Falafel

Should I Eat or Avoid Falafel?

Falafel is a popular Middle Eastern street food that’s enjoyed by food lovers all over the world. Falafel is made of chickpeas or fava beans ground up, shaped into balls or patties, and fried. It’s often served as a sandwich, with the falafel balls placed in a pita or wrapped in a flatbread along with salads, vegetables, hummus, and tahini sauce. It’s a naturally vegetarian and vegan dish (unless served with dairy sauces or similar additions.) So the question arises: Is falafel healthy?

The Benefits of Chickpeas and Fava Beans

The main ingredients in falafel are legumes, whether it’s chickpeas or fava beans. Legumes contain many health benefits. For instance, they are high in protein, making them a favorite for vegans and vegetarians. They are also low in saturated fat, and rich in vitamins like iron, magnesium, copper, B vitamins, phosphorus, zinc, and manganese.

Plus, they are an excellent source of dietary fiber, which is vital in many bodily functions, from helping bowel movements and digestive health, maintaining healthy cholesterol levels, and controlling blood sugar levels. Fiber also helps people feel properly satiated after a meal, which can prevent overeating and lead to weight loss. Legumes in general are apt at maintaining healthy cholesterol levels and blood sugar levels. [1]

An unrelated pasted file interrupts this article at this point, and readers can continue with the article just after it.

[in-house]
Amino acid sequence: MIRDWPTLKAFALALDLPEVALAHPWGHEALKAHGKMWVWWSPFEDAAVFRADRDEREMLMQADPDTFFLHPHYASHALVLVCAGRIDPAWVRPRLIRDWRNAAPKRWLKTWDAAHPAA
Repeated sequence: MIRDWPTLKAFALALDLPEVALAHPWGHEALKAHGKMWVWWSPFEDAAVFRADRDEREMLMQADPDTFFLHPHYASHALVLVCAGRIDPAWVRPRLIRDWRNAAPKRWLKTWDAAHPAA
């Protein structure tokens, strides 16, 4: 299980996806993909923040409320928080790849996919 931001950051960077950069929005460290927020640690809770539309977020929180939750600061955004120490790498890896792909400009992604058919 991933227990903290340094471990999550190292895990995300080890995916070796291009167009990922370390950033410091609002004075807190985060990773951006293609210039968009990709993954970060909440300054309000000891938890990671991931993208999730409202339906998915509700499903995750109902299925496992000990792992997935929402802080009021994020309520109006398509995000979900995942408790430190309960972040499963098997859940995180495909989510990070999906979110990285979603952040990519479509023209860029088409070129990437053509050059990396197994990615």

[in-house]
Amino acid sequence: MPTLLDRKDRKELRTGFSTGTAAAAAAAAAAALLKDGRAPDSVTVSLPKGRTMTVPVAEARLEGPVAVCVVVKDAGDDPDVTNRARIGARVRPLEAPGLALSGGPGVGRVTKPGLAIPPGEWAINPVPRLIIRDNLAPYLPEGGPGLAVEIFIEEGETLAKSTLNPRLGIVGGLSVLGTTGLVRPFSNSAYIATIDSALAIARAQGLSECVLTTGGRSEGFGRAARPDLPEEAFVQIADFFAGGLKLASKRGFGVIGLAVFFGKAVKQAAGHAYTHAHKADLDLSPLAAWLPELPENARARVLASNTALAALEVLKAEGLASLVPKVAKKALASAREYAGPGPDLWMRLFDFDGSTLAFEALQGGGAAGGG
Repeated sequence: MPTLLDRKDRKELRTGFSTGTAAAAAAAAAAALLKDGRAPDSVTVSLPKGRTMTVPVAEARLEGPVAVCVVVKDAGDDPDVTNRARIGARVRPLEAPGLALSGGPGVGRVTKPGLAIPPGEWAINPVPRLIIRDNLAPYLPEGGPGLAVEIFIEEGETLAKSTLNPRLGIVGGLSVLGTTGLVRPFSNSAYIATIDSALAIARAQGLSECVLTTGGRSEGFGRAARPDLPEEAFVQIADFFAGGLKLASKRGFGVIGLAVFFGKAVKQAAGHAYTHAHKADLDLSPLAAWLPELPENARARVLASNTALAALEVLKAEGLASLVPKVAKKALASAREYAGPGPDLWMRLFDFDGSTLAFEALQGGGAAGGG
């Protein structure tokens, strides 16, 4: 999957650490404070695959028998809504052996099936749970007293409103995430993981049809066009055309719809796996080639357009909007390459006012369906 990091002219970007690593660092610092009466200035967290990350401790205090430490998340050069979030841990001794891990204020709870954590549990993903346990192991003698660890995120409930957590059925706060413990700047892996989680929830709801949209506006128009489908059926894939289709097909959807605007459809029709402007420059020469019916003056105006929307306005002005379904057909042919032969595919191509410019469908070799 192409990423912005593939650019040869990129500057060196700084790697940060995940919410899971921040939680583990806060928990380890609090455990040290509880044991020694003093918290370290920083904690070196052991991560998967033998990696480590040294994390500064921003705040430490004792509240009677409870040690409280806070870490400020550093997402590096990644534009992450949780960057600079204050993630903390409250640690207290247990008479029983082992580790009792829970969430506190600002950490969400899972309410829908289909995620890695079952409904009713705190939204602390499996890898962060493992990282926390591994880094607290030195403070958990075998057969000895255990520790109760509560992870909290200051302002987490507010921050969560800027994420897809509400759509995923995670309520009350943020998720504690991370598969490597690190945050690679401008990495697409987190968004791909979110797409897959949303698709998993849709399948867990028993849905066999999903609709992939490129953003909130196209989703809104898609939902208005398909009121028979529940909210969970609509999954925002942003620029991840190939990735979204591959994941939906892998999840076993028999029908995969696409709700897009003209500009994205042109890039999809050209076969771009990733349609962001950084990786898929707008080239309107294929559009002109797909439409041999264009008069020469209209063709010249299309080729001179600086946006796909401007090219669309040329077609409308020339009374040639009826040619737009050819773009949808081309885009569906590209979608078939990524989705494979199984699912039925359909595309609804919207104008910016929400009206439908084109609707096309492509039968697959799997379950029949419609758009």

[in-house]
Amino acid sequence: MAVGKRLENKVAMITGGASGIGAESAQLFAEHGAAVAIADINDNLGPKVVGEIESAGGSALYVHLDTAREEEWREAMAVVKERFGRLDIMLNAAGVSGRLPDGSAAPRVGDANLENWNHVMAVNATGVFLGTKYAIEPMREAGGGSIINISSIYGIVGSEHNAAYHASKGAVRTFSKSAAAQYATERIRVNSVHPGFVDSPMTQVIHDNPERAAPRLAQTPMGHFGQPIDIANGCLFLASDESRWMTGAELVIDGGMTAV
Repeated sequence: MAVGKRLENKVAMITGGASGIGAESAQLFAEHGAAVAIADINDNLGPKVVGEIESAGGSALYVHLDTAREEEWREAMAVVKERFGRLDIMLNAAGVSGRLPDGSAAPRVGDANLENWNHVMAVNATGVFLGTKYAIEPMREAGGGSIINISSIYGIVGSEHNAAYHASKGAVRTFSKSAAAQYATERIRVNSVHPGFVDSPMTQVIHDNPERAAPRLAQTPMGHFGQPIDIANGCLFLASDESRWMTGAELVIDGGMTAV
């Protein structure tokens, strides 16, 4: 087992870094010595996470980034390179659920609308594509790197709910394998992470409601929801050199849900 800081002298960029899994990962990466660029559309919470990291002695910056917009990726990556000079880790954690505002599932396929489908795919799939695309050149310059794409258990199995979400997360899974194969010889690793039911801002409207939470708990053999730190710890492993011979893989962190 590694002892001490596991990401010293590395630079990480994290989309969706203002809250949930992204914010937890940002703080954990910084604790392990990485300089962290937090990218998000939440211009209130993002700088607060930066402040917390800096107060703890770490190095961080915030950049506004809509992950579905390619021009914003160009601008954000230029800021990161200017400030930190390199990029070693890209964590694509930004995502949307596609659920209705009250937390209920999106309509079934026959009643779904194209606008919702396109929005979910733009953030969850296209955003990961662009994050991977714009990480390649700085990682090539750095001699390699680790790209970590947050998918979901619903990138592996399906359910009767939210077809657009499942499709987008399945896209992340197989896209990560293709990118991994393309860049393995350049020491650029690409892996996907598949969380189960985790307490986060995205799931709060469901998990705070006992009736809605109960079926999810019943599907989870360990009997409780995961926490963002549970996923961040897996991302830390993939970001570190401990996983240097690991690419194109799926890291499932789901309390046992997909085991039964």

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Chickpeas in particular (also called garbanzo beans) are nearly complete proteins and are high in lysine. They are also high in vitamin A, E, and C, as well as potassium and folate. Chickpeas are low in sodium (although the canned versions are generally high in it. But rinsing canned chickpeas can reduce the sodium content.) [2] Even when eating falafel made of fava beans, you can enjoy these benefits if you eat it with the common addition of hummus, which is made of chickpeas, olive oil, and tahini. 

Meanwhile, fava beans have their own individual benefits, including nutrients like folate, potassium, calcium, and thiamine. They also contain antioxidants that can support the immune system. The manganese and copper in the beans could contribute to good bone health, and the iron content can help alleviate symptoms of anemia. [3] 

Read: 11 Foods That Stay Good After Their Expiration Date

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How to Make Healthy Falafel

So the main ingredient in falafel is healthy, but other components of the dish may not be, especially considering the sandwich as a whole. For instance, additions often include sauces and pickles that are high in salt and sodium. Plus, people with sesame allergies might avoid restaurant falafels because they are likely to contain tahini. But the most glaring concern is that falafel balls are typically deep-fried to achieve their crunchy, tasty exterior.